Legislators in Arkansas passed a “Stand Your Ground” law in recent weeks by an overwhelming margin, and Governor Asa Hutchinson has now signed the measure into law. “Stand Your Ground” policy removes a duty to retreat before a would-be victim can use deadly force to defend against the imminent threat of death or great bodily injury.
Not everyone is pleased with the new law. Moms Demand Action and others lobbied heavily against the popular bill. A handful of people even showed up in the late January cold to voice their opposition to the media. KTBS.com covered it.
Dozens rally against “Stand Your Ground” bill in Arkansas
LITTLE ROCK, Ark. (KATV) — Dozens of state and religious leaders, as well as activists from across Arkansas, rallied at the Capitol Sunday to express concerns against the proposed “stand your ground” legislation…
KTBS was kind enough to list the rally’s sponsors.
The press conference was co-sponsored by:
Arkansas Democratic Black Caucus
Arkansas Public Policy Panel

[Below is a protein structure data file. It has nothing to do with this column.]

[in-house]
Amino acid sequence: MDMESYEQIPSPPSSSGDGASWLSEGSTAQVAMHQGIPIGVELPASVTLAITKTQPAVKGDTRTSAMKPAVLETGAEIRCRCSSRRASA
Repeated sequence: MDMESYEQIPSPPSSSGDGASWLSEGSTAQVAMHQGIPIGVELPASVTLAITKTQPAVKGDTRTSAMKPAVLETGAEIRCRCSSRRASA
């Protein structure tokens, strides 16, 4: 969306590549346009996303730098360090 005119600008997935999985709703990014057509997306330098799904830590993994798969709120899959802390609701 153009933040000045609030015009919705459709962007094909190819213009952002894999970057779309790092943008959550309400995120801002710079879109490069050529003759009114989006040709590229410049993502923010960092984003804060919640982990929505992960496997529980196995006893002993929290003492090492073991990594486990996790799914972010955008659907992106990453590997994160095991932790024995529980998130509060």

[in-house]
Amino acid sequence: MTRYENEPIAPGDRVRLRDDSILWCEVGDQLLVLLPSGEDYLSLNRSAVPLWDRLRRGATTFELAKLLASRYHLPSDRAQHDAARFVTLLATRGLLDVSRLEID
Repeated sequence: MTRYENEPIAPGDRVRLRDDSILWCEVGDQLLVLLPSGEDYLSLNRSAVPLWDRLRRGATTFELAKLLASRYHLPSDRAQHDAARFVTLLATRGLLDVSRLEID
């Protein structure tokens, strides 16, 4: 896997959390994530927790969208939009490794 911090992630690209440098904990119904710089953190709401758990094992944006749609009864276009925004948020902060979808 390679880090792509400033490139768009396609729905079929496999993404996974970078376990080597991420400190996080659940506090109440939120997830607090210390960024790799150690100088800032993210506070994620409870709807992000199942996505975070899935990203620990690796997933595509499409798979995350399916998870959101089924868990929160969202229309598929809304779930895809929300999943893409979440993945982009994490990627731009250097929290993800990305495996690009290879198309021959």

Citizens First Congress
Moms Demand Action
NAACP State and Local Branches
W. Harold Flowers Law Society
Their voices didn’t sway legislators or the governor, though. After the new law passed the Arkansas legislature, Gov. Hutchinson wasted no time in signing off on it.
Arkansas Governor Asa Hutchinson has signed into law a measure that eases the state’s restrictions on the use of deadly force in self-defense.
The Republican governor signed the measure Wednesday that removes the duty to retreat before deadly force can be used, despite past concerns he’s raised about changing the state’s self-defense law.
A similar measure stalled in the Legislature two years ago, but the bill this year moved more easily after groups such as the state’s sheriffs’ and prosecutors’ associations that previously opposed it said they’re neutral to the latest version.
The bill, sponsored by Sen. Bob Ballinger (R-Ozark) and Rep. Aaron Pilkington (R-Knoxville) received overwhelming support in the legislature by a 72-23 margin in the House and 27-7 in the Senate.
Supporters of the bill say it will help people protect themselves in a dangerous situation, while opponents said it would create a dangerous precedent.
35 states now have “Stand Your Ground” protections. While some others states have similar provisions, there are still too many states that retain their antiquated “duty to retreat” laws.